is emotional intelligence (EI). EI pertains to the adaptive potential of the individual, based on emotional experiences and information. 9 As such, it may provide fresh perspectives on the nature of processes and mechanisms underlying health behavior in general and PA in particular. 10 , 11 EI and
Leehu Zysberg and Rotem Hemmel
Ye Hoon Lee, Hyungil Harry Kwon, and K. Andrew R. Richards
Emotional intelligence has received significant attention within the research literature related to education, psychology, and management in recent decades ( Hodzic, Scharfen, Ripoll, Holling, & Zenasni, 2017 ). Defined as the ability to perceive, understand, regulate, and utilize emotions ( Mayer
Nicholas S. Washburn, Kelly L. Simonton, K. Andrew R. Richards, and Ye Hoon Lee
with the inherent stresses of teaching. Emotional intelligence (EI) may constitute one personal resource for buffering the effects of role stress on EE ( Lee et al., 2020 ) and AC ( Kaur, 2020 ). Although prior studies have alluded to shared associations among these constructs, relatively less
K. Andrew R. Richards, Alyssa M. Trad, Christopher J. Kinder, Kim C. Graber, and Amelia Mays Woods
plays out in a fluid, densely packed landscape of federal, state, and local governance. Accordingly, scholars draw upon the tradition of positive psychology to examine protective psychosocial factors, including emotional intelligence ( Mousavi, Yarmohammadi, Nosrat, & Tarasi, 2012 ) and perceived
Pedro Teques, Luís Calmeiro, Henrique Martins, Daniel Duarte, and Nicholas L. Holt
) experience a variety of emotions, and (c) have the need to monitor others’ and their own emotions, it is plausible that emotional intelligence (EI) will enable parents to cope with their children’s competitive situations and behave in appropriate ways. Indeed, Harwood and Knight ( 2015 ) recently suggested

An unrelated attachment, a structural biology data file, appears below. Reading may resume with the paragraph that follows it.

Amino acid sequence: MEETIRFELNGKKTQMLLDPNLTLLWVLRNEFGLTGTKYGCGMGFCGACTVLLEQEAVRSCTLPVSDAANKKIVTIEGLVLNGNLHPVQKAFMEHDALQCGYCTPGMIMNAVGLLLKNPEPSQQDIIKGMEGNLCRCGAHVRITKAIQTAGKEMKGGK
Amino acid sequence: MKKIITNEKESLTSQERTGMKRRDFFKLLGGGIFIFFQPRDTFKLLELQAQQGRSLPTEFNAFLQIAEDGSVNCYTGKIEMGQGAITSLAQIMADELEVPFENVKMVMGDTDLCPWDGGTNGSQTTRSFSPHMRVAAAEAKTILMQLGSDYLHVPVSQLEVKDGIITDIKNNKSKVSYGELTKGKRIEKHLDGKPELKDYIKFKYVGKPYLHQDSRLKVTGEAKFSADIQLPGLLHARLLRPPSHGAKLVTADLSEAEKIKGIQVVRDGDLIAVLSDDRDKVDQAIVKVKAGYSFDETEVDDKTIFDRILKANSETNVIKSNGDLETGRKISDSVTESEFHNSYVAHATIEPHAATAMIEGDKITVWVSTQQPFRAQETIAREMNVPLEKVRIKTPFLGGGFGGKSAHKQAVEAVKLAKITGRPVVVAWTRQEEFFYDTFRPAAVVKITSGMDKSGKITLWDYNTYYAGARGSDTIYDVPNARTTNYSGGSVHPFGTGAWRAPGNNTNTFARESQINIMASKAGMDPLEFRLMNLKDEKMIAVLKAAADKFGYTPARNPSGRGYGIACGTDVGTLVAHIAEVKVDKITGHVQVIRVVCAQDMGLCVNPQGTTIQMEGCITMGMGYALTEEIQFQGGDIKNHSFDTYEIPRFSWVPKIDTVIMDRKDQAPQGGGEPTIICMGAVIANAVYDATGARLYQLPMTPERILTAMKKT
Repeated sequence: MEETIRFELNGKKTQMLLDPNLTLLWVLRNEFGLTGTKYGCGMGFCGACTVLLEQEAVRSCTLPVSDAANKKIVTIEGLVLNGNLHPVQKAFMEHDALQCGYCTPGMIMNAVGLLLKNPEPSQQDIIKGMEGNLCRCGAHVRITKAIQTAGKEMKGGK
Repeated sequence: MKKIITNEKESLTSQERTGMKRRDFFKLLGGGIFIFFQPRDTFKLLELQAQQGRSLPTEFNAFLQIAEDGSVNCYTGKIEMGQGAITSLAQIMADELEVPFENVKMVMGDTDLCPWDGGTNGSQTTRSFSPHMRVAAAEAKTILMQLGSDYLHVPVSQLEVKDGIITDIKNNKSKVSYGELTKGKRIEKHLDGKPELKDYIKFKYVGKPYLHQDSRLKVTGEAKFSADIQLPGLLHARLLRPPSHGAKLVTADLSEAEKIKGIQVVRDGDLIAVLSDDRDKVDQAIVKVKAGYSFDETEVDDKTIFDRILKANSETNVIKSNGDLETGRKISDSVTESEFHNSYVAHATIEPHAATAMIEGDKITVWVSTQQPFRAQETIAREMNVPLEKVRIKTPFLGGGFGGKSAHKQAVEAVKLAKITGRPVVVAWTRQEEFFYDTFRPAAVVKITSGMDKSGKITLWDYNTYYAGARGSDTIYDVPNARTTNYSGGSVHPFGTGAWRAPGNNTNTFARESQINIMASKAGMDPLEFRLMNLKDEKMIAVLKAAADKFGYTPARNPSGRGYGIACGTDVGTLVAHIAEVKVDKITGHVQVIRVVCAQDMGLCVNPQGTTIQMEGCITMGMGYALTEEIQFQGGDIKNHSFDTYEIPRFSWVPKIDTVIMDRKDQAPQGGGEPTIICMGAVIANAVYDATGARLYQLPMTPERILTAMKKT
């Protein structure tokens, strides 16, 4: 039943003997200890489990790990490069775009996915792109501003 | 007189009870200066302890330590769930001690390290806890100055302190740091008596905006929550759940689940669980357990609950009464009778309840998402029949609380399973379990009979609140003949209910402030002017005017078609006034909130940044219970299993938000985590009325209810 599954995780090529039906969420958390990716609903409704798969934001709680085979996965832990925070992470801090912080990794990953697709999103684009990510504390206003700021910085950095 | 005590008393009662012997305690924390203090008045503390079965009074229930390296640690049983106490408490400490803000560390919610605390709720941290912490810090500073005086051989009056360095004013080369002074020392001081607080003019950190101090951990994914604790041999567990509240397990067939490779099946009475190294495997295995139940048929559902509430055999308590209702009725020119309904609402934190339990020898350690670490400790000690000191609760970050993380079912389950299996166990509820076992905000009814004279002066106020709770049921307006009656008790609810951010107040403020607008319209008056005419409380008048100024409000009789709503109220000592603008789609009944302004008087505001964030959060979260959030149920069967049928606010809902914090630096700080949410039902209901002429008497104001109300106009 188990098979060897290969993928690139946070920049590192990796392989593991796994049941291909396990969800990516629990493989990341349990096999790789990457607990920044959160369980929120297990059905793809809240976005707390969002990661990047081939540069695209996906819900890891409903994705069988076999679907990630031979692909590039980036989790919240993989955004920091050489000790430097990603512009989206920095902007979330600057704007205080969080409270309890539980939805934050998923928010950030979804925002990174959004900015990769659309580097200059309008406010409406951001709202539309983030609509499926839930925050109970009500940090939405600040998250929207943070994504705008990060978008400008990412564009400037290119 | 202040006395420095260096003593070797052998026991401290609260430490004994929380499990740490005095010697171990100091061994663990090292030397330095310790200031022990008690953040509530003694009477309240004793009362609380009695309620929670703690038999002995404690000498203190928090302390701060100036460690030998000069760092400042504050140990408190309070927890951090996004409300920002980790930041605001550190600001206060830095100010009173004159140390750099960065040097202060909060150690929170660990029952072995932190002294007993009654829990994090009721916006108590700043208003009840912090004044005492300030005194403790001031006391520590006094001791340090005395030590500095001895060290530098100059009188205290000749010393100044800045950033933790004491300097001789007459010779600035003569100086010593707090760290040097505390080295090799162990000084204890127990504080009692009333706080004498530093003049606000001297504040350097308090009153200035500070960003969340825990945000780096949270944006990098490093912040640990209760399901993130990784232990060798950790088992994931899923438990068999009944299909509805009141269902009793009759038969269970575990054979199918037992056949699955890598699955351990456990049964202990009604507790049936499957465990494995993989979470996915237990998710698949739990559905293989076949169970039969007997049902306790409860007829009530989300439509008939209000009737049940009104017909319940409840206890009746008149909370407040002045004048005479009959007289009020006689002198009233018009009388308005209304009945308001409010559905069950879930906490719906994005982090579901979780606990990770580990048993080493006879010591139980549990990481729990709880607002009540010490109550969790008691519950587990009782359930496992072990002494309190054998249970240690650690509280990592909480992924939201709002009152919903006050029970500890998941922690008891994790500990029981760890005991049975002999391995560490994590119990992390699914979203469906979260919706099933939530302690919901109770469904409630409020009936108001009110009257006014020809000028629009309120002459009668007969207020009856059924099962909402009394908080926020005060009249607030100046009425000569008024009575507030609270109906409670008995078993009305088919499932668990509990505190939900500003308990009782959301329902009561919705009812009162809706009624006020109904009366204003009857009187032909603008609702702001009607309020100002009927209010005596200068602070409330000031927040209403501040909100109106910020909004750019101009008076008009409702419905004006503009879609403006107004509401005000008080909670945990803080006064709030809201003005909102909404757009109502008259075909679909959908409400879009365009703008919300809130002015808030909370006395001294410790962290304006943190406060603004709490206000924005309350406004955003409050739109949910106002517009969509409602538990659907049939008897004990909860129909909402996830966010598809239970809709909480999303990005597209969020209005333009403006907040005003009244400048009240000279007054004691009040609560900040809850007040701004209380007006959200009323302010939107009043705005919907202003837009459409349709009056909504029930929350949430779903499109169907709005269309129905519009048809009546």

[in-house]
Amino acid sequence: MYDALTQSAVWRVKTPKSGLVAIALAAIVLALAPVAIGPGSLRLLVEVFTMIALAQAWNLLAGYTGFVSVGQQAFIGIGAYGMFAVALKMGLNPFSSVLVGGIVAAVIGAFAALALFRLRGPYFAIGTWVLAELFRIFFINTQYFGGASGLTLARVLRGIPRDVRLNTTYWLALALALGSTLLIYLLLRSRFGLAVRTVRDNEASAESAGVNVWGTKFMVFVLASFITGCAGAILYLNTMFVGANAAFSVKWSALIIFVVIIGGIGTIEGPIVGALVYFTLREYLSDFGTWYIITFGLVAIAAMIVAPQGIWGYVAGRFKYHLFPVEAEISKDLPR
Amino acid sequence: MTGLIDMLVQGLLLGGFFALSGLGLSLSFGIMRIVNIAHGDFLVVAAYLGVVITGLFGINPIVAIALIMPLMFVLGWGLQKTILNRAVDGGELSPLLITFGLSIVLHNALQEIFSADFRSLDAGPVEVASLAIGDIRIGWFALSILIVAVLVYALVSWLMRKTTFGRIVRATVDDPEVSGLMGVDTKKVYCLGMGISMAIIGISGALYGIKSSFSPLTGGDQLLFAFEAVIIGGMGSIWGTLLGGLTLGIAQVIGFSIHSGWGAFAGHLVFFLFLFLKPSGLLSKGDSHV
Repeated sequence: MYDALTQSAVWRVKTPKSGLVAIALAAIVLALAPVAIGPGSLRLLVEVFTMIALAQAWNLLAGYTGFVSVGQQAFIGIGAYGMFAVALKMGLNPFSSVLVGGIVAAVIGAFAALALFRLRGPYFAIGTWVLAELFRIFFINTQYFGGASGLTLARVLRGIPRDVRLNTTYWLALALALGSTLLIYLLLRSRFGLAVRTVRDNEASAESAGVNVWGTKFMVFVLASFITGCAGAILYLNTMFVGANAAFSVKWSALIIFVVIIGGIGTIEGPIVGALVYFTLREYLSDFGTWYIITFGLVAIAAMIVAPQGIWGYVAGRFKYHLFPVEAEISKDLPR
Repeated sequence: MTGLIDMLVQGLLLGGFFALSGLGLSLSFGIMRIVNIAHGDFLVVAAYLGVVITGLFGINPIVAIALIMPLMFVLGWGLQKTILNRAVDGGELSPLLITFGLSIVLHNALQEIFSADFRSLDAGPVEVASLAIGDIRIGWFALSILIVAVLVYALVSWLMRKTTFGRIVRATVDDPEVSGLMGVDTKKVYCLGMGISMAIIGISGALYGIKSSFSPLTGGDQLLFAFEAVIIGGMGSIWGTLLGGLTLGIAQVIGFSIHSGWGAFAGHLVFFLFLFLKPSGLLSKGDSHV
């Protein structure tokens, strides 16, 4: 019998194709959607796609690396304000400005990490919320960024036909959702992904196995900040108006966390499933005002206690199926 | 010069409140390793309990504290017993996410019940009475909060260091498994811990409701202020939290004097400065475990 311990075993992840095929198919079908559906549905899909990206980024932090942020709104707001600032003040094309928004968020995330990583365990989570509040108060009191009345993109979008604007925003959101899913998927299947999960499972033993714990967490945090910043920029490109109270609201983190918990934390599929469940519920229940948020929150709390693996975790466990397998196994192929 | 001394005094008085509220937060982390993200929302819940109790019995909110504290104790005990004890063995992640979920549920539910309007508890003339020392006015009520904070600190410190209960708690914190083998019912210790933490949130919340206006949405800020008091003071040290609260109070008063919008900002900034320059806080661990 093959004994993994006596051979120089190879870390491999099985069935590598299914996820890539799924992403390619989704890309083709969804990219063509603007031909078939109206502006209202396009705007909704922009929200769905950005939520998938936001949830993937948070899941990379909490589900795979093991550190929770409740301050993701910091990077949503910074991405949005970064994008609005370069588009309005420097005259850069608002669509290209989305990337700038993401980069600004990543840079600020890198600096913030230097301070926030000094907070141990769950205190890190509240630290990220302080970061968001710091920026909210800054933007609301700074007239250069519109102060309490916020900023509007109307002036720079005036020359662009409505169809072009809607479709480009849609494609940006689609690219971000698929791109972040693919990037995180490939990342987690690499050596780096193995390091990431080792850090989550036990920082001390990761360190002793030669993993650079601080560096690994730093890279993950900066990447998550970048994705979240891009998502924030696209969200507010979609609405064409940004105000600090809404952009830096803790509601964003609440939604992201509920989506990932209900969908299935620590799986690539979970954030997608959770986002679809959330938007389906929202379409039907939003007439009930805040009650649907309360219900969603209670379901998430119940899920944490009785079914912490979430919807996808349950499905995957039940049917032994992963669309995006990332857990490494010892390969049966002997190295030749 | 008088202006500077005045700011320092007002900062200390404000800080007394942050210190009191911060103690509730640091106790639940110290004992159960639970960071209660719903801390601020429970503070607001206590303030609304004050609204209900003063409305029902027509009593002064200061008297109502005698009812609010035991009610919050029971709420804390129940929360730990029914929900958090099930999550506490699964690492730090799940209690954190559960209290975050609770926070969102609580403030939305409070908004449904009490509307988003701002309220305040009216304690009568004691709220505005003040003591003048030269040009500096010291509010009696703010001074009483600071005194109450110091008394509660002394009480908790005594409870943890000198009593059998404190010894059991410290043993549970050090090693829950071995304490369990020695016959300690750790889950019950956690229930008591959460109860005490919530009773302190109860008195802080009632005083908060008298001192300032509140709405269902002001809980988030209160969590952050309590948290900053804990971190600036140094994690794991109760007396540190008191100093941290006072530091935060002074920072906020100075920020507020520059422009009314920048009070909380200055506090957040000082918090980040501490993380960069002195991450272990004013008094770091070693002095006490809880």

Jennifer L. VanSickle, Heidi Hancher-Rauch, and Terry G. Elliott
This study compared intercollegiate athletic coaches’ self-perceptions to the perceptions of their players concerning a coach’s emotional intelligence. Sixteen coaches and 223 players from two Division I softball conferences completed the Emotional Competence Inventory-2 (Boyaztis, Goleman, & Hay/McBer, 2001). Mean analysis revealed that coaches rated themselves higher on 14 of the 18 emotional intelligence competencies and on all four emotional intelligence clusters. Coaches rated themselves highest in Social Awareness (Error! Bookmark not defined.x̅ = 4.27/5) while their athletes rated them highest in Self-Awareness (Error! Bookmark not defined.x̅ = 3.63/5). Meanwhile, athletes gave coaches their lowest rating in Relationship Management (Error! Bookmark not defined.x̅ = 3.44/5). Coaches need to be aware that the self-perceptions of their own behavior differ from the perceptions of their athletes. Since it is well known that the behavior of the coach affects the performance of the athlete, techniques to train coaches to recognize and overcome this difference could be beneficial and are provided.
Alexandre Mouton, Michel Hansenne, Romy Delcour, and Marc Cloes
Research has documented a positive association between Emotional Intelligence (EI) and well-being, performance and self-efficacy. The purpose of the current study was to examine potential associations between EI and self-efficacy among physical education teachers. The Trait Emotional Intelligence Questionnaire (TEIQue) and the Teacher Sense of Efficacy Scale (TSES) were administered to a sample of 119 physical education teachers. The main results show a positive association between EI and self-efficacy, and more particularly that the sociability factor of EI predicted the TSES total score. Moreover, neither age nor teaching time experience was related to EI or self-efficacy scores. These results both confirm and extend previous findings on the association between EI and self-efficacy. Suggestions are provided for specific EI training for physical education teachers.